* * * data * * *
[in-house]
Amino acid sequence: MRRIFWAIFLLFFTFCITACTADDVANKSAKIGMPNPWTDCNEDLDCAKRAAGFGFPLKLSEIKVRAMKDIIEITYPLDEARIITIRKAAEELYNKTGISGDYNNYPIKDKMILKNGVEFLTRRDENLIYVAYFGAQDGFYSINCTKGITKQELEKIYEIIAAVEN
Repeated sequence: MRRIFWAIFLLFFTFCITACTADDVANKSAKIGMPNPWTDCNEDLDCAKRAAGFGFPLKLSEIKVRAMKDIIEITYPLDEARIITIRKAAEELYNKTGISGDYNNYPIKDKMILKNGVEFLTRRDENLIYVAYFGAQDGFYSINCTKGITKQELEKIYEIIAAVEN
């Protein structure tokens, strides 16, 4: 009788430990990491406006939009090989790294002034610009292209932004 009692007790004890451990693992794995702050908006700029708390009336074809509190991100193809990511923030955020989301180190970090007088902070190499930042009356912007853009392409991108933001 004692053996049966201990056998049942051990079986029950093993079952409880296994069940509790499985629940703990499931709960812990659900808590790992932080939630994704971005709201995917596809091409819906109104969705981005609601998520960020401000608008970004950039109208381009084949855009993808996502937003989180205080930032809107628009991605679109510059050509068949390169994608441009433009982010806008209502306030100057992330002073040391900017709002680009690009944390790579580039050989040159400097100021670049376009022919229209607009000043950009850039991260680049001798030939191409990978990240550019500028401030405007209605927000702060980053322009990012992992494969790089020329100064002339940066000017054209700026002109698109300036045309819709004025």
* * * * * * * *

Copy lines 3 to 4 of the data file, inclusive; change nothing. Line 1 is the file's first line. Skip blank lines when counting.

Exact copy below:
Repeated sequence: MRRIFWAIFLLFFTFCITACTADDVANKSAKIGMPNPWTDCNEDLDCAKRAAGFGFPLKLSEIKVRAMKDIIEITYPLDEARIITIRKAAEELYNKTGISGDYNNYPIKDKMILKNGVEFLTRRDENLIYVAYFGAQDGFYSINCTKGITKQELEKIYEIIAAVEN
């Protein structure tokens, strides 16, 4: 009788430990990491406006939009090989790294002034610009292209932004 009692007790004890451990693992794995702050908006700029708390009336074809509190991100193809990511923030955020989301180190970090007088902070190499930042009356912007853009392409991108933001 004692053996049966201990056998049942051990079986029950093993079952409880296994069940509790499985629940703990499931709960812990659900808590790992932080939630994704971005709201995917596809091409819906109104969705981005609601998520960020401000608008970004950039109208381009084949855009993808996502937003989180205080930032809107628009991605679109510059050509068949390169994608441009433009982010806008209502306030100057992330002073040391900017709002680009690009944390790579580039050989040159400097100021670049376009022919229209607009000043950009850039991260680049001798030939191409990978990240550019500028401030405007209605927000702060980053322009990012992992494969790089020329100064002339940066000017054209700026002109698109300036045309819709004025």